November’s election gave California Democrats the supermajorities they need in both state legislative chambers to pass tax increases without Republican support. Faced with numerical irrelevance in Sacramento, Republicans are brainstorming ideas to save themselves—and the state—from oblivion. The GOP could use all the help it can get. John Cox, a San Diego-based venture capitalist and former Republican presidential candidate, has a bold idea to shake up the Golden State’s one-party political system. Cox wants to expand radically the legislature’s size, adding thousands of representatives in the state assembly and senate. Though it sounds counterintuitive, the solution to California’s political dysfunction may be a lot more politicians.

In California, just 80 members of the state assembly and 40 members of the senate represent more than 37 million people. A state assembly member represents nearly 500,000 people, while a state senator represents close to 1 million. Huge legislative districts make it impossible for an individual Californian to influence a legislator, unless he’s a high-dollar donor or a lobbyist. The problem even extends to some California cities and counties. Los Angeles County is practically its own state, with five supervisors, each representing approximately 2 million people. Representatives are inevitably isolated from such vast constituencies and look for direction to powerful political interests, like unions and developers. By contrast, New Hampshire has 424 legislators serving a population of around 1.3 million. A member of New Hampshire’s lower house represents just 3,089 voters. Local, more accountable representation, therefore, requires more representatives.

One could argue that Cox’s plan merely changes the way that the state’s 120 legislators would be elected, given that the Capitol would still hold 80 assembly members and 40 state senators. But they would be chosen from 12,000 neighborhood representatives to serve as a “working committee” in Sacramento. The senate and assembly districts would be subdivided into neighborhood districts that represented 10,000 people each in the senate and 5,000 people each in the assembly. These working districts would elect the 120 legislators who would serve in legislative committees and function in a state capitol not designed to accommodate thousands of lawmakers. Except for some urgent bills, all legislation would need to gain the approval of the entire 12,000-member body, not just the working committees.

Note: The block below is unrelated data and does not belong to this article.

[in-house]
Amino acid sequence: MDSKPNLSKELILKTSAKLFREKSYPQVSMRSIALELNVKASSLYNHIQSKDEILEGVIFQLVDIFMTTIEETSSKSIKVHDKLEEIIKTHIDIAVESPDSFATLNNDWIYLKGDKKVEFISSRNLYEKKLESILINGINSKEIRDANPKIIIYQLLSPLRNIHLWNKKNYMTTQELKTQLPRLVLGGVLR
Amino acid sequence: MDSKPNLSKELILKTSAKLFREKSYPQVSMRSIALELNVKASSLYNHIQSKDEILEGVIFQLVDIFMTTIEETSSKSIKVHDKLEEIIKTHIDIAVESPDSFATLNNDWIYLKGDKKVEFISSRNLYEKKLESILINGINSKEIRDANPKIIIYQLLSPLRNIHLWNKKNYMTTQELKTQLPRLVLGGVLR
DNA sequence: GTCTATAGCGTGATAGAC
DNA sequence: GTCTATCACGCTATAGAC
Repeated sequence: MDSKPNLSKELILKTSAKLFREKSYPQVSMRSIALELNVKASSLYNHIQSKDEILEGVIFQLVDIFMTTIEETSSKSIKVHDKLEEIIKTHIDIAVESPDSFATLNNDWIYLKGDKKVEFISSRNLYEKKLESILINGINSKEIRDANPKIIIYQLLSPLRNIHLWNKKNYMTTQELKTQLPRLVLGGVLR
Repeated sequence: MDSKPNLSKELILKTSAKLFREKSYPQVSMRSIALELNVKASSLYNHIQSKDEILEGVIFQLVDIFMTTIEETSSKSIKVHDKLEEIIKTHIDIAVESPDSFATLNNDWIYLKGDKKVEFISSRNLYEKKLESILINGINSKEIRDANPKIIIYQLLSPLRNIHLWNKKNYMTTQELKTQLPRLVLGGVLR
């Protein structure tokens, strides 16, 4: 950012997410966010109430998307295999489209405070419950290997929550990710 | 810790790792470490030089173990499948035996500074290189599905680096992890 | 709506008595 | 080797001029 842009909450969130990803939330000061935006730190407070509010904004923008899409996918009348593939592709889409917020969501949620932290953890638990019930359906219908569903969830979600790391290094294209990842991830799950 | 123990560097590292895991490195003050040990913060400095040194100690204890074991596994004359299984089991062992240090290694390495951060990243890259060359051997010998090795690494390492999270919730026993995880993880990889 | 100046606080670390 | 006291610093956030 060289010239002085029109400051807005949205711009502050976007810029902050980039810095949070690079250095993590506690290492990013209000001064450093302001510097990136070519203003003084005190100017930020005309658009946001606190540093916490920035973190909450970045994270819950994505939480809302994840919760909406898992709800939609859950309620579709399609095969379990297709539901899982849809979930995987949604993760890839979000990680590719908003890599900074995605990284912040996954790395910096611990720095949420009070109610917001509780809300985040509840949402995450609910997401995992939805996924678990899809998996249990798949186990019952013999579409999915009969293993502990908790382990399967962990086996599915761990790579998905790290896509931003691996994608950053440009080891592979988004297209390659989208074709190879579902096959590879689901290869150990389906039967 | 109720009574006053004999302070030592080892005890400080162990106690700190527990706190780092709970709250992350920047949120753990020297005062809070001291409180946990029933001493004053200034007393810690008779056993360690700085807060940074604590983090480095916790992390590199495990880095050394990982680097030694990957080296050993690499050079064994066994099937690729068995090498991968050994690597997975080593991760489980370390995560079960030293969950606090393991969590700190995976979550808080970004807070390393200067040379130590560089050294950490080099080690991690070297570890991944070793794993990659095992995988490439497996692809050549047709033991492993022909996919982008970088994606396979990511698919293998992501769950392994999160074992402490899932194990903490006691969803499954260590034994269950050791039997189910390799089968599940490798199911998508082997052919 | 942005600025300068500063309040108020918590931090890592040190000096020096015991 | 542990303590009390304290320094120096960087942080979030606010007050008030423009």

As Cox explained in a recent column, “In order to get to Sacramento, a legislator would first have to win a tiny legislative district—their neighborhood—and then go on to win the majority vote of the other 99 Neighborhood reps in their large district.” Yes, thousands more people would be in the policy mix. But, Cox argues, “they wouldn’t be ordinary politicians. They would be your neighbors, working out of their home and being paid a token amount”—$1,000 a year, with no taxpayer-funded benefits such as cars, pensions, or offices. “They would serve their state because it is the right thing to do,” he wrote, “not as a career or a way to attain further power.”

Wouldn’t the plan expand the power of politicians? Not necessarily. Think of it this way: the best way to devalue anything—from currency to collectibles—is to create more of it. Cox’s measure would be akin to “politician inflation,” reducing the power and ego of politicians by making them far less valuable. The idea is more potentially transformative than term limits, which diminished the quality of officeholders while strengthening the power of professional lobbyists and legislative staffers.

Cox originally planned to put his representation proposition on the 2012 general election ballot but wisely held off. Such a measure would have been crushed in an election in which unions spent tens of millions to pass a tax hike and defeat a ballot measure aimed at curbing their power. Cox’s idea is still new, and few people know about it. He has pledged $300,000 to put what he’s calling the Neighborhood Legislature Reform Act on the ballot in 2014.

Most of the past decade’s grand reform plans have sought to rig the political game to elect “moderates” to office. The truth is, the “successful” ones—a citizen’s redistricting commission, the top-two primary—have never lived up to their promises. It’s wrong to change the rules to affect a particular voter outcome. Cox’s goal isn’t to elect a certain type of politician but rather to foster a more representative democracy, in which legislators would be more likely to listen to the people than to special interests. Obviously, San Franciscans would continue to elect leftists, and voters in South Orange County would continue to elect Republicans. But with Democratic leaders prepared to flex their new legislative muscle and repay political favors, now could be the time to consider new approaches to keep the politicians in check. I don’t think Cox’s plan currently has much chance of going anywhere, but it’s a reform worth considering.


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